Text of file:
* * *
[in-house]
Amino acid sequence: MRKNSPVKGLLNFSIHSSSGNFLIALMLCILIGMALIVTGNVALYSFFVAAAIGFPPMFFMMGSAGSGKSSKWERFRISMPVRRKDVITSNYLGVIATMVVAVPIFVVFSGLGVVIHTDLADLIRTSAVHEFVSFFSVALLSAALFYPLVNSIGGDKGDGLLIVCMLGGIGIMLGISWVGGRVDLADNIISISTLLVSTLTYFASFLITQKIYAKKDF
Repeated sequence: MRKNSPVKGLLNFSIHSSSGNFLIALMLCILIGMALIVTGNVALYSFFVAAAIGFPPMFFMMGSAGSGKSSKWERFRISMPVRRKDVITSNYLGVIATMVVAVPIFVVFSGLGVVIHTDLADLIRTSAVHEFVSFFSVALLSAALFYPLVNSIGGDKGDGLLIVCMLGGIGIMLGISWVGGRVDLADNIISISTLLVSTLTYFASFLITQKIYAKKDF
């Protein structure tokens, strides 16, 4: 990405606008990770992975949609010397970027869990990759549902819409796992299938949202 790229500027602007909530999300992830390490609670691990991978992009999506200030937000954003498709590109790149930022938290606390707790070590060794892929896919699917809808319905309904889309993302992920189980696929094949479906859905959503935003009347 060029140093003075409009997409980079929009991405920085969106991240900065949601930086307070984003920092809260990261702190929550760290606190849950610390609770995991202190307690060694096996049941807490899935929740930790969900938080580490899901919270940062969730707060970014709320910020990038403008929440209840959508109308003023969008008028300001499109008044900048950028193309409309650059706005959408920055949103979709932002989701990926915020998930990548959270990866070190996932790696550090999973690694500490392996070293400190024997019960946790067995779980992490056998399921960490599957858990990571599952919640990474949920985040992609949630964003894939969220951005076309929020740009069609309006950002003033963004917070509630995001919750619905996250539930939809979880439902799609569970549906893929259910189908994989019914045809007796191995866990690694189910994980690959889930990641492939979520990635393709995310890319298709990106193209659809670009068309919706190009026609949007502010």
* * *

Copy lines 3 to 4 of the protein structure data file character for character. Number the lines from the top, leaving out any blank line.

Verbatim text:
Repeated sequence: MRKNSPVKGLLNFSIHSSSGNFLIALMLCILIGMALIVTGNVALYSFFVAAAIGFPPMFFMMGSAGSGKSSKWERFRISMPVRRKDVITSNYLGVIATMVVAVPIFVVFSGLGVVIHTDLADLIRTSAVHEFVSFFSVALLSAALFYPLVNSIGGDKGDGLLIVCMLGGIGIMLGISWVGGRVDLADNIISISTLLVSTLTYFASFLITQKIYAKKDF
């Protein structure tokens, strides 16, 4: 990405606008990770992975949609010397970027869990990759549902819409796992299938949202 790229500027602007909530999300992830390490609670691990991978992009999506200030937000954003498709590109790149930022938290606390707790070590060794892929896919699917809808319905309904889309993302992920189980696929094949479906859905959503935003009347 060029140093003075409009997409980079929009991405920085969106991240900065949601930086307070984003920092809260990261702190929550760290606190849950610390609770995991202190307690060694096996049941807490899935929740930790969900938080580490899901919270940062969730707060970014709320910020990038403008929440209840959508109308003023969008008028300001499109008044900048950028193309409309650059706005959408920055949103979709932002989701990926915020998930990548959270990866070190996932790696550090999973690694500490392996070293400190024997019960946790067995779980992490056998399921960490599957858990990571599952919640990474949920985040992609949630964003894939969220951005076309929020740009069609309006950002003033963004917070509630995001919750619905996250539930939809979880439902799609569970549906893929259910189908994989019914045809007796191995866990690694189910994980690959889930990641492939979520990635393709995310890319298709990106193209659809670009068309919706190009026609949007502010």